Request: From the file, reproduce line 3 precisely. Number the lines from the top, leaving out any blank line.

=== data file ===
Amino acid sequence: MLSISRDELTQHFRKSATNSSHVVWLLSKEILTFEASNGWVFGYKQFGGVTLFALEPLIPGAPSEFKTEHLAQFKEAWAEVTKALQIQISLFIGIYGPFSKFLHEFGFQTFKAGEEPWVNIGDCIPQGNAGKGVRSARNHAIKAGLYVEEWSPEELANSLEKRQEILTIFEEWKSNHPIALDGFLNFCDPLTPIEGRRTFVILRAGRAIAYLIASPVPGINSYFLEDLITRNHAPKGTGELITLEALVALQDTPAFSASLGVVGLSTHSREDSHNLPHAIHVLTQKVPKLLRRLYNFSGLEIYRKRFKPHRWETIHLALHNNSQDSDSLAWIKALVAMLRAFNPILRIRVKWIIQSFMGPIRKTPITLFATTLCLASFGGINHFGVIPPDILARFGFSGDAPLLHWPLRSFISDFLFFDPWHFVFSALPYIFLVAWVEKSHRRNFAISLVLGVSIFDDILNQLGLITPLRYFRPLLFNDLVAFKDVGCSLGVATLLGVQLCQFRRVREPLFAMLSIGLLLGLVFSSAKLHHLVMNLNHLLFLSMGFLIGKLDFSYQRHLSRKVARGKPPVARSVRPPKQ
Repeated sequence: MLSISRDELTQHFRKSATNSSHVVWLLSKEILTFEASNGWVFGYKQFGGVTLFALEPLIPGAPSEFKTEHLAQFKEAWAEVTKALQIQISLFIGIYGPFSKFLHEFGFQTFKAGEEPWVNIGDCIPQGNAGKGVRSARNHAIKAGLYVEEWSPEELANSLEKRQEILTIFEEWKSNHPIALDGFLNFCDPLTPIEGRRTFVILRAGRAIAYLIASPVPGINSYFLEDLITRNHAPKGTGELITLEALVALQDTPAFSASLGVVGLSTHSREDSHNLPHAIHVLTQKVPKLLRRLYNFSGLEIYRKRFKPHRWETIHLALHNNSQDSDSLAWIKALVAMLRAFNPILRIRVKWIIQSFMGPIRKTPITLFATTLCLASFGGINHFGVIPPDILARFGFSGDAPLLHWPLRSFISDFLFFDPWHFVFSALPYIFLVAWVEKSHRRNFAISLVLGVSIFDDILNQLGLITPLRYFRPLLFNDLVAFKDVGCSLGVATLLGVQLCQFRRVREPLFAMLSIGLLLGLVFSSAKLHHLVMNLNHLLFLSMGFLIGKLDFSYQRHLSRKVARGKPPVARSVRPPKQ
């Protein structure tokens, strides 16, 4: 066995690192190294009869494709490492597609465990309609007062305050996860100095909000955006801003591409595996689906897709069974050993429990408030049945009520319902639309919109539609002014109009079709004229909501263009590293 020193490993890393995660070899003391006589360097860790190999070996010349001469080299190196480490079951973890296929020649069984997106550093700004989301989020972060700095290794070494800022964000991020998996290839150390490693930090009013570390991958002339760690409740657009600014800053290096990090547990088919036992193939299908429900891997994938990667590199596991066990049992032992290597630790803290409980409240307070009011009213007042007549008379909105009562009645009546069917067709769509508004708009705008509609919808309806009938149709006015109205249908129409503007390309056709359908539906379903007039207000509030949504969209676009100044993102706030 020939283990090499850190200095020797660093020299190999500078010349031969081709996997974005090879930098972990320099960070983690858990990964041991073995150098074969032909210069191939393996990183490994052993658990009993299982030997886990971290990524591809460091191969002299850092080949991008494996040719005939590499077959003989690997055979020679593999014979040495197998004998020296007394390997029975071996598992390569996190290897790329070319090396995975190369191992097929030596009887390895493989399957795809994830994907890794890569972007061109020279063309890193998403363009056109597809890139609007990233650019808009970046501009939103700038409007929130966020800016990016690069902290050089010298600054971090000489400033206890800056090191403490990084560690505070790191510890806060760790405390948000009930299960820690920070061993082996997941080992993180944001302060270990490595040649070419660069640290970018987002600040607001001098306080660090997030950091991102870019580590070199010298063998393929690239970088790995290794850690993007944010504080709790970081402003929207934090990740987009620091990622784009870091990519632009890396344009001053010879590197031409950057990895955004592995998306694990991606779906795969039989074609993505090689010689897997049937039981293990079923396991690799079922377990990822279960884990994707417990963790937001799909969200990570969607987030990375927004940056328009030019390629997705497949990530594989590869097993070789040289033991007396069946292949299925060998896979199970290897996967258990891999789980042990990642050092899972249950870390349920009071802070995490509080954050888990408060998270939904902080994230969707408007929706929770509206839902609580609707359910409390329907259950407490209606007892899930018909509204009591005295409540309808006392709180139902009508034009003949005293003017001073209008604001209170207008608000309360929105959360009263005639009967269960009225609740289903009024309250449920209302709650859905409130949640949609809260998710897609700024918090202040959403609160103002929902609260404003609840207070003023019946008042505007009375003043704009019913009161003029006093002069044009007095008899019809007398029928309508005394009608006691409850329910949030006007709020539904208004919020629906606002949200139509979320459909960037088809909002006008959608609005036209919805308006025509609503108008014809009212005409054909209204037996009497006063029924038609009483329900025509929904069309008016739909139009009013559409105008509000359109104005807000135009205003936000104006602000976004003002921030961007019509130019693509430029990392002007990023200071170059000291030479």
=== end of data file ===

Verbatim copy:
């Protein structure tokens, strides 16, 4: 066995690192190294009869494709490492597609465990309609007062305050996860100095909000955006801003591409595996689906897709069974050993429990408030049945009520319902639309919109539609002014109009079709004229909501263009590293 020193490993890393995660070899003391006589360097860790190999070996010349001469080299190196480490079951973890296929020649069984997106550093700004989301989020972060700095290794070494800022964000991020998996290839150390490693930090009013570390991958002339760690409740657009600014800053290096990090547990088919036992193939299908429900891997994938990667590199596991066990049992032992290597630790803290409980409240307070009011009213007042007549008379909105009562009645009546069917067709769509508004708009705008509609919808309806009938149709006015109205249908129409503007390309056709359908539906379903007039207000509030949504969209676009100044993102706030 020939283990090499850190200095020797660093020299190999500078010349031969081709996997974005090879930098972990320099960070983690858990990964041991073995150098074969032909210069191939393996990183490994052993658990009993299982030997886990971290990524591809460091191969002299850092080949991008494996040719005939590499077959003989690997055979020679593999014979040495197998004998020296007394390997029975071996598992390569996190290897790329070319090396995975190369191992097929030596009887390895493989399957795809994830994907890794890569972007061109020279063309890193998403363009056109597809890139609007990233650019808009970046501009939103700038409007929130966020800016990016690069902290050089010298600054971090000489400033206890800056090191403490990084560690505070790191510890806060760790405390948000009930299960820690920070061993082996997941080992993180944001302060270990490595040649070419660069640290970018987002600040607001001098306080660090997030950091991102870019580590070199010298063998393929690239970088790995290794850690993007944010504080709790970081402003929207934090990740987009620091990622784009870091990519632009890396344009001053010879590197031409950057990895955004592995998306694990991606779906795969039989074609993505090689010689897997049937039981293990079923396991690799079922377990990822279960884990994707417990963790937001799909969200990570969607987030990375927004940056328009030019390629997705497949990530594989590869097993070789040289033991007396069946292949299925060998896979199970290897996967258990891999789980042990990642050092899972249950870390349920009071802070995490509080954050888990408060998270939904902080994230969707408007929706929770509206839902609580609707359910409390329907259950407490209606007892899930018909509204009591005295409540309808006392709180139902009508034009003949005293003017001073209008604001209170207008608000309360929105959360009263005639009967269960009225609740289903009024309250449920209302709650859905409130949640949609809260998710897609700024918090202040959403609160103002929902609260404003609840207070003023019946008042505007009375003043704009019913009161003029006093002069044009007095008899019809007398029928309508005394009608006691409850329910949030006007709020539904208004919020629906606002949200139509979320459909960037088809909002006008959608609005036209919805308006025509609503108008014809009212005409054909209204037996009497006063029924038609009483329900025509929904069309008016739909139009009013559409105008509000359109104005807000135009205003936000104006602000976004003002921030961007019509130019693509430029990392002007990023200071170059000291030479």